BundyRoy

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Thanks. I figured it would have something to do with ratings on regulators etc. Didn't realise the board circuitry ran on 5V though.

So a regulator can transform say 7.5V back to 5V and the same regulator can transform 35V back to 5V.
 

BundyRoy

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Also why was 5V chosen as the voltage to run the board. Cheaper, easier for parts, just because that's the way it's always been done?
 

Devo

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Most logic circuitry runs off either 5v or 3.3v. 5v is still a very common running voltage for most logic ICs, and this stems back to the early days. Today however a lot of new logic runs off lower voltages such as 3.3v or even down to as low as 1.8v (like your PC CPU.) The lower the voltage the more efficient it is in terms of power draw.
 

algerdes

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On the computer side, and therefore on most electronic based systems, the lower the voltage you can use, the less heat generated during operation. When pushing so many changes through a transistor, it tends to get warm anyway. We don't need a double whammy.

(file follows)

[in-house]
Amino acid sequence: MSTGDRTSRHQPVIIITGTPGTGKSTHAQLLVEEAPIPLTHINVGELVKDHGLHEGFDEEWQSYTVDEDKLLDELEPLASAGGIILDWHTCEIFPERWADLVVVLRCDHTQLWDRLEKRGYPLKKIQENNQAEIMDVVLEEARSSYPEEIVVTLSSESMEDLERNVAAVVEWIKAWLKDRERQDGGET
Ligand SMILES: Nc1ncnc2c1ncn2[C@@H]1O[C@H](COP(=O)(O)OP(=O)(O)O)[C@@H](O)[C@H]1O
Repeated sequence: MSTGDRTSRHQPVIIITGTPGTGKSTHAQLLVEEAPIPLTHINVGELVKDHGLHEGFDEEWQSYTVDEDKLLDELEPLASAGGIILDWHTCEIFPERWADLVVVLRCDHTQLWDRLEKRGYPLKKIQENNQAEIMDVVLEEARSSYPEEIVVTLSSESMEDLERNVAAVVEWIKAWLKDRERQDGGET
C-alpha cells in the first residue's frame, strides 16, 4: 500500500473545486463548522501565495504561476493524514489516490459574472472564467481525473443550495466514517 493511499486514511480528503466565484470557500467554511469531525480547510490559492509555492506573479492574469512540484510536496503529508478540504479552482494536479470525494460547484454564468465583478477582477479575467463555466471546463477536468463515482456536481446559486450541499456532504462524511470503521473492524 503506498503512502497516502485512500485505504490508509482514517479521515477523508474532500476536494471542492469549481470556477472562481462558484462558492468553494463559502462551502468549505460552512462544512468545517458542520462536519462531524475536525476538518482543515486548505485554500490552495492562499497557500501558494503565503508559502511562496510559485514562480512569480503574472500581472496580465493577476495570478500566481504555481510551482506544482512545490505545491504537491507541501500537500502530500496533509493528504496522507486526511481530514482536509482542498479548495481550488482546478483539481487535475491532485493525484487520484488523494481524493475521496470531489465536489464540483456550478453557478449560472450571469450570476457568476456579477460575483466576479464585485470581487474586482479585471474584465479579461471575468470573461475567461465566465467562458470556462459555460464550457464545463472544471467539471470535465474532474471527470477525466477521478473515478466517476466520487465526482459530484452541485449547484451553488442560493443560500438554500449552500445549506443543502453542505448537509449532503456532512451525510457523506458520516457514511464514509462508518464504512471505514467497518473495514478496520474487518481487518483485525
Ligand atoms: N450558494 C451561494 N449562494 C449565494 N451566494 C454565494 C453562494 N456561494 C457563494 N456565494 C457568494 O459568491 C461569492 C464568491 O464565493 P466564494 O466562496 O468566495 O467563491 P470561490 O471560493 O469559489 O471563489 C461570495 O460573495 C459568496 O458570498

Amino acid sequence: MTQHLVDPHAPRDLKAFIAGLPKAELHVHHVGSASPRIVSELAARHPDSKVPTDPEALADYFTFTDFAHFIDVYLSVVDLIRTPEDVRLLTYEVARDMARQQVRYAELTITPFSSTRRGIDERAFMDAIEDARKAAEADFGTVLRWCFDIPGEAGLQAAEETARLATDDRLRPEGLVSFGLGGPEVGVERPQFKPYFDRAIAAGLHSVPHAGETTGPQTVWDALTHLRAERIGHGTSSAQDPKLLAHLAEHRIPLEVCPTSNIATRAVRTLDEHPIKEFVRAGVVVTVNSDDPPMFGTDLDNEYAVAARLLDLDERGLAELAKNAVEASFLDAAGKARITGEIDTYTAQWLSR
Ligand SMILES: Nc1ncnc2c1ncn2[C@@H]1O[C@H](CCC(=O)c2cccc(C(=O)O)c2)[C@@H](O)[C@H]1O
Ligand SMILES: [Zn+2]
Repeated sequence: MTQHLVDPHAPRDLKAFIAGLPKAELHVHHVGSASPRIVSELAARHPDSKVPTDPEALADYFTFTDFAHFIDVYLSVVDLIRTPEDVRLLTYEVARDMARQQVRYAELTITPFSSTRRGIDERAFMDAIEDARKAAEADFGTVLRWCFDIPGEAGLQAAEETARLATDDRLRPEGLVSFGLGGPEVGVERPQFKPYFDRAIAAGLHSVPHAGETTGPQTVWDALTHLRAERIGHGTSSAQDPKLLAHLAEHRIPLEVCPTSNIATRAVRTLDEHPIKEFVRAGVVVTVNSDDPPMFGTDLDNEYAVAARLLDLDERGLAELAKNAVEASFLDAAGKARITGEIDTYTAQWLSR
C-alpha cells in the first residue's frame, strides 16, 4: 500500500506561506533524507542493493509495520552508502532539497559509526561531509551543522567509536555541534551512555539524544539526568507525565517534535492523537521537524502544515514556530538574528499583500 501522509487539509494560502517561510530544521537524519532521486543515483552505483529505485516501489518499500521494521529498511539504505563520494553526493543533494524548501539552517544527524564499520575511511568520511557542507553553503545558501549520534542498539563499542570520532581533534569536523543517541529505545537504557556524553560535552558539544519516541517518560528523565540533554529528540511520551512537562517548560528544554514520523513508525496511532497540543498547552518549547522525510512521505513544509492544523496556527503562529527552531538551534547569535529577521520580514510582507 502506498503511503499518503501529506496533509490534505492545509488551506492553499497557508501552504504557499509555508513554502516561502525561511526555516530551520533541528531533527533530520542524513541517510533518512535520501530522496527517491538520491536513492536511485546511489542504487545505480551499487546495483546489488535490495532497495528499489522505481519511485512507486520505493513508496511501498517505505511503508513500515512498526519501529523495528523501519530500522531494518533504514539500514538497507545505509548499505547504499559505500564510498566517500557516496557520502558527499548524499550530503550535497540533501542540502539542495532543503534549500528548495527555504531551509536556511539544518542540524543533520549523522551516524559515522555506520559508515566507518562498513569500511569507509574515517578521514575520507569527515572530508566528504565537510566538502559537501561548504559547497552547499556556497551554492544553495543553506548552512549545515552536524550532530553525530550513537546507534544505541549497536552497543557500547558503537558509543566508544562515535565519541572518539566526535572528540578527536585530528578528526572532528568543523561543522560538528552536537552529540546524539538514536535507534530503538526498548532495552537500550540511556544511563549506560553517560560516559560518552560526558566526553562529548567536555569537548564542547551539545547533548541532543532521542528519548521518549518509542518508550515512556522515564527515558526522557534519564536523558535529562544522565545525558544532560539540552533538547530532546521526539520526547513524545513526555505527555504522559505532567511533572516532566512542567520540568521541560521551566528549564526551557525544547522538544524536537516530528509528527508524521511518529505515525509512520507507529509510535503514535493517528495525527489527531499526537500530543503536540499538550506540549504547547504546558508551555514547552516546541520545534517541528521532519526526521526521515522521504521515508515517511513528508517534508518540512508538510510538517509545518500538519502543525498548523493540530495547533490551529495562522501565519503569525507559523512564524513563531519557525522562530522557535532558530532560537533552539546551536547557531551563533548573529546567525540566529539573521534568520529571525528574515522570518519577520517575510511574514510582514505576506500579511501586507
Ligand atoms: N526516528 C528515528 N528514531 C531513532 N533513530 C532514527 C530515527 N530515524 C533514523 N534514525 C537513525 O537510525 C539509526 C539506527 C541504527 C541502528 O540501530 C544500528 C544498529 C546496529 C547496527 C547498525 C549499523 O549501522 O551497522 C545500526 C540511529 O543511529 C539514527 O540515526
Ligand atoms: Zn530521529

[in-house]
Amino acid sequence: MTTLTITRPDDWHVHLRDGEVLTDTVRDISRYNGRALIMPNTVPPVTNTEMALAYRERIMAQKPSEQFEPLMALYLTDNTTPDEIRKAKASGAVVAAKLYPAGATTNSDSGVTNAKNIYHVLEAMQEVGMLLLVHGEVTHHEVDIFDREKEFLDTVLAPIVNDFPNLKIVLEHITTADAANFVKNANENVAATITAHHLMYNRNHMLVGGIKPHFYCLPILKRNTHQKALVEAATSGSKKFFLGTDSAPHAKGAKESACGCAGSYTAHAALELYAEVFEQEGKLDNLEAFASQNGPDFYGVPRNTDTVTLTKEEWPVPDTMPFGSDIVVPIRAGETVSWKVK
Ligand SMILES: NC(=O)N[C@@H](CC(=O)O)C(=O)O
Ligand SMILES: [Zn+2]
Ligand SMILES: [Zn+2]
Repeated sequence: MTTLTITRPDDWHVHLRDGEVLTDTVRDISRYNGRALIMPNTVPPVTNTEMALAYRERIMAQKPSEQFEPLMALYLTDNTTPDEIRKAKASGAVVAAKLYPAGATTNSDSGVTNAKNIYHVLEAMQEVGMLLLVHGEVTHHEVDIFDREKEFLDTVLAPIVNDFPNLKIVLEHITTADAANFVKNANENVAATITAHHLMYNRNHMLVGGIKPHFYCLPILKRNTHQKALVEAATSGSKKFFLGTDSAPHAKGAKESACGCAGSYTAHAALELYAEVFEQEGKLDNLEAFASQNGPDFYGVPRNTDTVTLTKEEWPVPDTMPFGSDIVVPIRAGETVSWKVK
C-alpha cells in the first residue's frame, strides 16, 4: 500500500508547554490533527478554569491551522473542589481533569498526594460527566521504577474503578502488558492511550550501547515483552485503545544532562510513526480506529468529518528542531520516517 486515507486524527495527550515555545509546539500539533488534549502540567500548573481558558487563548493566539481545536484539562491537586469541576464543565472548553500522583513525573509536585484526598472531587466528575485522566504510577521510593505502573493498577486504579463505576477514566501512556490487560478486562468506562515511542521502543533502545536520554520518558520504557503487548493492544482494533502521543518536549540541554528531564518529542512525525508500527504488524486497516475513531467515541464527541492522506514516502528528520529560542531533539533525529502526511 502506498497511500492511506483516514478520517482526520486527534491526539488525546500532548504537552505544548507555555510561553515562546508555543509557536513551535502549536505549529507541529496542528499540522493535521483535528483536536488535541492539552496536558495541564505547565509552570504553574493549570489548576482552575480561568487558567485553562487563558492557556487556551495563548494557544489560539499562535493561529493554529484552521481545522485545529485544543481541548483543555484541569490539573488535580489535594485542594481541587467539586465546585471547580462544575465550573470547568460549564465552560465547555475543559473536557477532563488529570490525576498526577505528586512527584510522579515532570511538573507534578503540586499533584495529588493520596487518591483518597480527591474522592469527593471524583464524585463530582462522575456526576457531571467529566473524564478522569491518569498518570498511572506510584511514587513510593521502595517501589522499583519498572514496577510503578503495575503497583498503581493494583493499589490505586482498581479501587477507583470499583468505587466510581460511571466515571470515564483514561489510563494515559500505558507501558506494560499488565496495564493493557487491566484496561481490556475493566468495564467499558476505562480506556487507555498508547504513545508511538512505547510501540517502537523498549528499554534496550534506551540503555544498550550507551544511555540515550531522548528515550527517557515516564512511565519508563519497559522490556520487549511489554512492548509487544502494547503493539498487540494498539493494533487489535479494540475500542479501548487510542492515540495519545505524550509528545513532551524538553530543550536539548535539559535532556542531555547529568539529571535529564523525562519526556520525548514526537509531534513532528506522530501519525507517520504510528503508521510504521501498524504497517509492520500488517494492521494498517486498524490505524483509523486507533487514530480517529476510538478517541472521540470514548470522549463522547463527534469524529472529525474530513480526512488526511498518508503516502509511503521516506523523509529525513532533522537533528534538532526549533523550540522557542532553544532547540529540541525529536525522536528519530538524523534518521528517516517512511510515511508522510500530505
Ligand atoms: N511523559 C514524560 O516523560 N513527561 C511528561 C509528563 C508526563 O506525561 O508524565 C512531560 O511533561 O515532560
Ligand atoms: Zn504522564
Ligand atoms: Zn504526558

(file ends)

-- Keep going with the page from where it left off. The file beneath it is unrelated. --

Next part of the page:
Heat is NOT your friend.
 

BundyRoy

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Was thinking about the extra voltage required for the regulator to kick in. Wouldn't this mean you could do it with one circuit. You put in 5V, the regulator doesn't kick in, yous still have 5V. Put in 12V, regulator kicks in, you have 5V. Or is it the case that if the regulator doesn't kick in you have no circuit and 0V.
 

AAH

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With the exclusion of my mega60 board which can have an input anywhere in the range of about 4 to 35V (5-35 is specified but at least 1 user has dropped below 5V with no issues) all the boards that I know of use a stepdown regulator. These regulators require between 1.5 and 3V above the 5V to maintain regulation. This means the providing they have that required couple volt headroom they will output 5V across the full range of input voltage. Once the voltage drops below the threshold (call it 6.5V) then the regulator doesn't have sufficient voltage for its own electronics to regulate to 5V. This means that the voltage that the microprocessor etc are fed is something like the input voltage minus 1.5V but it is actually fairly current dependent. In the case of the boards that require a jumper for running off 5V what they are doing is disabling the regulator and applying the input 5V to the boards electronics.